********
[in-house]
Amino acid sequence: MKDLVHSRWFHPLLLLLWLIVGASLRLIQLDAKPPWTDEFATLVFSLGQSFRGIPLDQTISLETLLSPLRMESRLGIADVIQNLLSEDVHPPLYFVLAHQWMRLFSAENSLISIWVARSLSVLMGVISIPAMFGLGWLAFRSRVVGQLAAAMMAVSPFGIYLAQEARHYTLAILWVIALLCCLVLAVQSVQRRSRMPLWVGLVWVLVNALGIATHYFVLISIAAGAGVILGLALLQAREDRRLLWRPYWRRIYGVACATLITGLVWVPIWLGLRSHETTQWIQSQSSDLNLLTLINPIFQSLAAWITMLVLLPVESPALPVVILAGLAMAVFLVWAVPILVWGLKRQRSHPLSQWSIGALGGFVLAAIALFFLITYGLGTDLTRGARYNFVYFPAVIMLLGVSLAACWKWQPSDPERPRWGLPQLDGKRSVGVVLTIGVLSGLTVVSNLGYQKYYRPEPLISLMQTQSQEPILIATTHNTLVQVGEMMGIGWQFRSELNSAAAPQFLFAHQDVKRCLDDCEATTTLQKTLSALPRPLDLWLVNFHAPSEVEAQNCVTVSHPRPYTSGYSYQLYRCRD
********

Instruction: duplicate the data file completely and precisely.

[in-house]
Amino acid sequence: MKDLVHSRWFHPLLLLLWLIVGASLRLIQLDAKPPWTDEFATLVFSLGQSFRGIPLDQTISLETLLSPLRMESRLGIADVIQNLLSEDVHPPLYFVLAHQWMRLFSAENSLISIWVARSLSVLMGVISIPAMFGLGWLAFRSRVVGQLAAAMMAVSPFGIYLAQEARHYTLAILWVIALLCCLVLAVQSVQRRSRMPLWVGLVWVLVNALGIATHYFVLISIAAGAGVILGLALLQAREDRRLLWRPYWRRIYGVACATLITGLVWVPIWLGLRSHETTQWIQSQSSDLNLLTLINPIFQSLAAWITMLVLLPVESPALPVVILAGLAMAVFLVWAVPILVWGLKRQRSHPLSQWSIGALGGFVLAAIALFFLITYGLGTDLTRGARYNFVYFPAVIMLLGVSLAACWKWQPSDPERPRWGLPQLDGKRSVGVVLTIGVLSGLTVVSNLGYQKYYRPEPLISLMQTQSQEPILIATTHNTLVQVGEMMGIGWQFRSELNSAAAPQFLFAHQDVKRCLDDCEATTTLQKTLSALPRPLDLWLVNFHAPSEVEAQNCVTVSHPRPYTSGYSYQLYRCRD